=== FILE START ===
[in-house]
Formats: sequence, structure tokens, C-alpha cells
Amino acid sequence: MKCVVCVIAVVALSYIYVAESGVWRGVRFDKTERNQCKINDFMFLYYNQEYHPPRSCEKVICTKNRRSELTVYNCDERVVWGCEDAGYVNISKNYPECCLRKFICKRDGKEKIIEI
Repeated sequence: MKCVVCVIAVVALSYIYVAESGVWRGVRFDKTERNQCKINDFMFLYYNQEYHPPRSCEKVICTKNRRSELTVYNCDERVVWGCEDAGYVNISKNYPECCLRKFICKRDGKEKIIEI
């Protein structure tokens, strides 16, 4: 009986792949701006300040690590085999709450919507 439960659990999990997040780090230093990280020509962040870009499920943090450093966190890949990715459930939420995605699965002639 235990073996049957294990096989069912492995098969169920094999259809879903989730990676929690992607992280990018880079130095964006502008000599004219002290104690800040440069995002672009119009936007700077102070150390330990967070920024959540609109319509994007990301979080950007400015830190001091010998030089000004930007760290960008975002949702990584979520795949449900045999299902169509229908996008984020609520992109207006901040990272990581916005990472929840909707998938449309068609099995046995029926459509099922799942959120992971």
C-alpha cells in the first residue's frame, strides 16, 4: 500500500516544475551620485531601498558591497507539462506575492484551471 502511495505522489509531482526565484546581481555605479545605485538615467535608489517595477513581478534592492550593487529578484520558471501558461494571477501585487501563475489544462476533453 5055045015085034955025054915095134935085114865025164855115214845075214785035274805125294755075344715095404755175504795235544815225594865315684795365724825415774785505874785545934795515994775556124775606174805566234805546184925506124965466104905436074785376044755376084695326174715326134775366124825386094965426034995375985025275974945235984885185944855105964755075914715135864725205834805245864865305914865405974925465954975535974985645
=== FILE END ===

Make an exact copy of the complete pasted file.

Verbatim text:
[in-house]
Formats: sequence, structure tokens, C-alpha cells
Amino acid sequence: MKCVVCVIAVVALSYIYVAESGVWRGVRFDKTERNQCKINDFMFLYYNQEYHPPRSCEKVICTKNRRSELTVYNCDERVVWGCEDAGYVNISKNYPECCLRKFICKRDGKEKIIEI
Repeated sequence: MKCVVCVIAVVALSYIYVAESGVWRGVRFDKTERNQCKINDFMFLYYNQEYHPPRSCEKVICTKNRRSELTVYNCDERVVWGCEDAGYVNISKNYPECCLRKFICKRDGKEKIIEI
């Protein structure tokens, strides 16, 4: 009986792949701006300040690590085999709450919507 439960659990999990997040780090230093990280020509962040870009499920943090450093966190890949990715459930939420995605699965002639 235990073996049957294990096989069912492995098969169920094999259809879903989730990676929690992607992280990018880079130095964006502008000599004219002290104690800040440069995002672009119009936007700077102070150390330990967070920024959540609109319509994007990301979080950007400015830190001091010998030089000004930007760290960008975002949702990584979520795949449900045999299902169509229908996008984020609520992109207006901040990272990581916005990472929840909707998938449309068609099995046995029926459509099922799942959120992971």
C-alpha cells in the first residue's frame, strides 16, 4: 500500500516544475551620485531601498558591497507539462506575492484551471 502511495505522489509531482526565484546581481555605479545605485538615467535608489517595477513581478534592492550593487529578484520558471501558461494571477501585487501563475489544462476533453 5055045015085034955025054915095134935085114865025164855115214845075214785035274805125294755075344715095404755175504795235544815225594865315684795365724825415774785505874785545934795515994775556124775606174805566234805546184925506124965466104905436074785376044755376084695326174715326134775366124825386094965426034995375985025275974945235984885185944855105964755075914715135864725205834805245864865305914865405974925465954975535974985645